Tag Archives: oh the melodrama

SVH #109: Double-Crossed

25 Jul


Estimated Elapsed Time:  8 weeks, for whatever reason.


The day after the wedding, Jessica has escaped to live at Lila’s until the hubbub dies down.  Elizabeth calls to warn Jess that her parents want to ship her off to boarding school in Washington state, but Jess isn’t worried.  She meets Jeremy and he proposes to her using the sapphire ring she loved way back when.  He tells her to keep their engagement a secret until at least after he returns from a trip out of the country.  Jessica agrees, albeit reluctantly.

Back at the Wakefield house, Elizabeth tries to console Sue, who is acting heartbroken.  Sue tells her that her dead mother never liked Jeremy, and now she knows why.  Sue says her mother cut her out of the will, and that as a result, Sue has lost out on a TON of money that is news to literally everyone.  Except, then it turns out that Sue’s mother’s will had “stipulations” and now that Sue didn’t marry Jeremy, she gets the inheritance after all.  In a series of paragraphs that make absolutely no sense, we learn (through Elizabeth’s eavesdropping), that: Sue gets the money if Sue stays away from Jeremy for at least two months.  If not, Alice gets the money (WTF) to do with what she sees fit.

Jessica drives Jeremy to the airport for his trip to Costa Rica, but he won’t let her stay until his plane lifts off. He also can’t give her the full address of where he’s staying.  Probably because he’s not, you know, actually going to Costa Rica, but whatever.  Jessica cries about how much she’ll miss him.  Meanwhile, Sue attempts suicide by taking a bunch of pills and having her stomach pumped.

It takes nearly two weeks, but Jessica lets it slip to Lila that she’s engaged, and within seconds, the entire school knows.  When Liz finds out, she cries a lot about how Jessica is going to leave her forever.  Jessica says she won’t.  Then she tells Liz she’s moving back home even though Sue is still living there.  Mr. and Mrs. Wakefield tell Jessica they want her to stay away from Jeremy for about 6 months, and she tells them that will be hard to do since they’re engaged.  Obviously Ma and Pa Wakefield freak out, but Jess remains calm.

Later, Liz tells Jess about the money situation, and Jess can’t believe when Liz suggests that Jeremy might be a gold digger.  She continues to hold fast to the idea that it is True Love between her and Jeremy, despite the fact that she can never get ahold of him and he seems to only call in the middle of the night.  Jeremy promises he’ll be back in time for the Project Nature Halloween party, which Jessica promptly invites the entire school to.

We get snippets of Sue talking on the phone to someone and generally acting like she doesn’t have a care in the world.  She admits that her suicide attempt was faked. Okay.  She also admits to Liz that she was lying about having the same rare blood disease that her mother had.  OKAY.

When Principal Cooper announces a new initiative that places girls in single-sex math classes, Liz FREAKS OUT because it’s the most sexist thing she’s ever heard of, despite the fact that there’s research that supports that girls in co-ed classes fall behind their male peers by like 3rd grade or something. But then she starts taking the math class and is amazed that the research backs up the results: all the girls are doing way better in math, after like a day or something.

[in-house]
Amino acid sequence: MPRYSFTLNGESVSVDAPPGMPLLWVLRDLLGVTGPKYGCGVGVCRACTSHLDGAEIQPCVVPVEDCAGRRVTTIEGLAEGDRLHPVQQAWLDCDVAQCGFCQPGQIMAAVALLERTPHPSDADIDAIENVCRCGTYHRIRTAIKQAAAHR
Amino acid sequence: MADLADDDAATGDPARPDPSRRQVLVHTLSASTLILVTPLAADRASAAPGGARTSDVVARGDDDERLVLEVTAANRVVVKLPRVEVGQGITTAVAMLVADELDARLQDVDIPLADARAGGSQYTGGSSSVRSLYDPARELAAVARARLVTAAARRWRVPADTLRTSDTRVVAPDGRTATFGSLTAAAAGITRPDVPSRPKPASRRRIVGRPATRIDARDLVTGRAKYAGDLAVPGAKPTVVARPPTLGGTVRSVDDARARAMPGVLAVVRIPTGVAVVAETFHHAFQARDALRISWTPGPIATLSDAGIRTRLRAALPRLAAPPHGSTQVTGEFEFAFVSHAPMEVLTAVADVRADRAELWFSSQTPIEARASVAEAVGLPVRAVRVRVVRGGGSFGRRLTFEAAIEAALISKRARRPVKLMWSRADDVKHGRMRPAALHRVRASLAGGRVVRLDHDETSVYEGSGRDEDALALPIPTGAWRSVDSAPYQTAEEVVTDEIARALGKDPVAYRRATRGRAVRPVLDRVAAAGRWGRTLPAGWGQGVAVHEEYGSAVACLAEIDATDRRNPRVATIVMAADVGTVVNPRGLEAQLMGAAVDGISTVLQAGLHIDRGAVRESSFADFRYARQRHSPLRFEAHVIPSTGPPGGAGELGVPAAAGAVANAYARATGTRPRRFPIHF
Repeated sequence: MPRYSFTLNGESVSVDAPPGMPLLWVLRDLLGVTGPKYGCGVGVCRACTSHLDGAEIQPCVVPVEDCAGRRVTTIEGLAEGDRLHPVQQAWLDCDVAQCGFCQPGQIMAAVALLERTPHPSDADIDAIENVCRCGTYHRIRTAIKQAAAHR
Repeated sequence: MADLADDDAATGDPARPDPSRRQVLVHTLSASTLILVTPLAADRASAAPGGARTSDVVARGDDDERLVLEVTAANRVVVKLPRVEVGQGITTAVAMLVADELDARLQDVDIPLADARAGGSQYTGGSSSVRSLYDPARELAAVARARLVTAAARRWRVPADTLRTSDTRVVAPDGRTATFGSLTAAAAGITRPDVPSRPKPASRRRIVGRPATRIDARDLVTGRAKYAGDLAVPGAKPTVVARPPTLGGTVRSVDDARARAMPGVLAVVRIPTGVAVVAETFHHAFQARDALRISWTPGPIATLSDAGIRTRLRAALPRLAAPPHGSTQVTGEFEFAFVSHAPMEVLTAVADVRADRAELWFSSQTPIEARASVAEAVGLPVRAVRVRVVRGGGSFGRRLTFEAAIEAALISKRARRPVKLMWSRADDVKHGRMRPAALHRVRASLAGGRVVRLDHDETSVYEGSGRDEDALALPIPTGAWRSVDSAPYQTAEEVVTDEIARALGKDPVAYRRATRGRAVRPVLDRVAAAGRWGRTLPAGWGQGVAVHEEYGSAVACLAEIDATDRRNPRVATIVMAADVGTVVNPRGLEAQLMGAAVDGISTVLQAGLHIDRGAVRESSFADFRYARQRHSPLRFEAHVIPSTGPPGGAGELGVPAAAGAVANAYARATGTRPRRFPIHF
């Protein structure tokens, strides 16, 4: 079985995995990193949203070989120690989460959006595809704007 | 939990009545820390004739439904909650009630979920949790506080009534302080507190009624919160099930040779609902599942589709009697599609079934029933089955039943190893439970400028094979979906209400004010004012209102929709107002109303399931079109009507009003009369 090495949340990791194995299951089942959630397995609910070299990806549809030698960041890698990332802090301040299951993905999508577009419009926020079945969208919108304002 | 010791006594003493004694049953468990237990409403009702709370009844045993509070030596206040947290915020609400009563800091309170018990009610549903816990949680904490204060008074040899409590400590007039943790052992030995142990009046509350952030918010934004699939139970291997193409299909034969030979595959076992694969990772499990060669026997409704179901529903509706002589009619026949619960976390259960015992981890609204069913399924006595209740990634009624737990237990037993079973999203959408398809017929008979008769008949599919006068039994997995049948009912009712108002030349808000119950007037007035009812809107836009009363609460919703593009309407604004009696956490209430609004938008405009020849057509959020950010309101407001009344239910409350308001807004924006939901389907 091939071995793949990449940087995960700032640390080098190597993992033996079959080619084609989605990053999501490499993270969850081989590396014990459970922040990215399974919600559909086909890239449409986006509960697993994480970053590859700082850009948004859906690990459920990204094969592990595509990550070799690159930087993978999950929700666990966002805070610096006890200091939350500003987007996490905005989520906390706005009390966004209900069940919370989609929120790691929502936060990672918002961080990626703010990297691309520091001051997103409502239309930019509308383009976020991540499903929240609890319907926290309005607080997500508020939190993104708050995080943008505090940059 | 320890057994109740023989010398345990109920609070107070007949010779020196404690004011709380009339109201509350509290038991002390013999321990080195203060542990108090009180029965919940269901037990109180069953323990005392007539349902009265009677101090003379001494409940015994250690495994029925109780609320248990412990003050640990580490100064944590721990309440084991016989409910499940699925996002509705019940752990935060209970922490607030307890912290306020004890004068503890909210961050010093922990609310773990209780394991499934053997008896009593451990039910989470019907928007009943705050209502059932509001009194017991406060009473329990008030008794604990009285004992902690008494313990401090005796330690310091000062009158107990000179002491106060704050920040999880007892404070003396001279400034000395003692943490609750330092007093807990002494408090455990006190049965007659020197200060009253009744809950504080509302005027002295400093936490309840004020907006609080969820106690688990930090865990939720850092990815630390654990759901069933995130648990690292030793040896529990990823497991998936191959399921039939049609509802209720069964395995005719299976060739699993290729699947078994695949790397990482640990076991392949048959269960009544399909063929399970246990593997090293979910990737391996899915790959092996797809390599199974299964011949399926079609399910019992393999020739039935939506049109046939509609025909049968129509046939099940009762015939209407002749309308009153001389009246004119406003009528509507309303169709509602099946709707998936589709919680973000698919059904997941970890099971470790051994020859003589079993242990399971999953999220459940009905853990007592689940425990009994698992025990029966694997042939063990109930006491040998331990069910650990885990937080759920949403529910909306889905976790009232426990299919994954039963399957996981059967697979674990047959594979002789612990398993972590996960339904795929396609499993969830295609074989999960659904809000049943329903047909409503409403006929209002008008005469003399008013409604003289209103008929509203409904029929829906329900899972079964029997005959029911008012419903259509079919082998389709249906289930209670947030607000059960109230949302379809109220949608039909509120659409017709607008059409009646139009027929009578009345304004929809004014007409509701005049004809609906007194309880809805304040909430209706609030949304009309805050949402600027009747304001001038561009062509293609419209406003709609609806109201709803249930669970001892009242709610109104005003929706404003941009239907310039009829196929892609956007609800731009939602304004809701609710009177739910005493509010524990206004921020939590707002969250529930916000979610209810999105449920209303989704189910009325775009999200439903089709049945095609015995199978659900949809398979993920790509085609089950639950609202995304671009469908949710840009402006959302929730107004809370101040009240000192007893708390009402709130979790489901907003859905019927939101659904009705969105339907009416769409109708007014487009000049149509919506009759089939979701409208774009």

Project Nature throws a Halloween party and Jeremy is finally back in town for it.  He’s distracted, though, and Jessica starts to worry.  She goes outside to find him and discovers that he and Sue are totally making out.  She breaks up with him and storms out.

The B-Plot involves Lila secretly enrolling Robby in a business class at the university so he can become rich or something.  He gets mad and they break up.  He comes to apologize and tells her he actually started taking the class, plus a life drawing class. When Lila realizes that means he’s looking at naked women, they break up again.  Then they get back together.

Also, Todd grows a mustache and Liz is super, super turned off by it.  They fight, they break up, he shaves, they get back together.

The book ends with Jeremy showing up at the Wakefields’ looking “ashen” to announce that Sue has disappeared.

Trivia/Fun Facts:

  • Both Todd and Winston get their hair cut at a place called Rigoberto’s
  • Sue’s mother’s family invented a kind of frozen dinner and that’s why they’re Oprah-rich.
  • Sue’s psychiatrist prescribes tranquilizers for Sue’s “difficult time.” Jesus Christ!
  • Todd apparently has a part-time job? Doing what?
  • Ned had a soul patch when he was younger.
  • Apparently they’re back in school, despite there being no fanfare about this happening.  The timeline is FUCKED.

Memorable Quotes:

  • “It was going to absolutely kill her to keep this to herself until Jeremy returned.  But she had promised him. And for the first time in her life, it seemed very important that she keep a promise.” (42)
  • “‘We’re not just family, Liz. We’re twin. We’re two halves of the same person,’ Jessica said sincerely. ‘We always have to be together. I couldn’t be happy without you.'” (73)
  • “‘That sounds like a lot of fun,’ Amy said, her face brightening.  ‘We can start spreading the word. It’ll be the first party anyone’s had so far this year.'” (130) THAT IS A LIE.

A (Totally Unqualified) Critical Analysis:

The first thing I noticed about this one was that the tone was different than previous books and that the characters speak differently.  My guess: we have a new group of ghost writers, but who knows, really?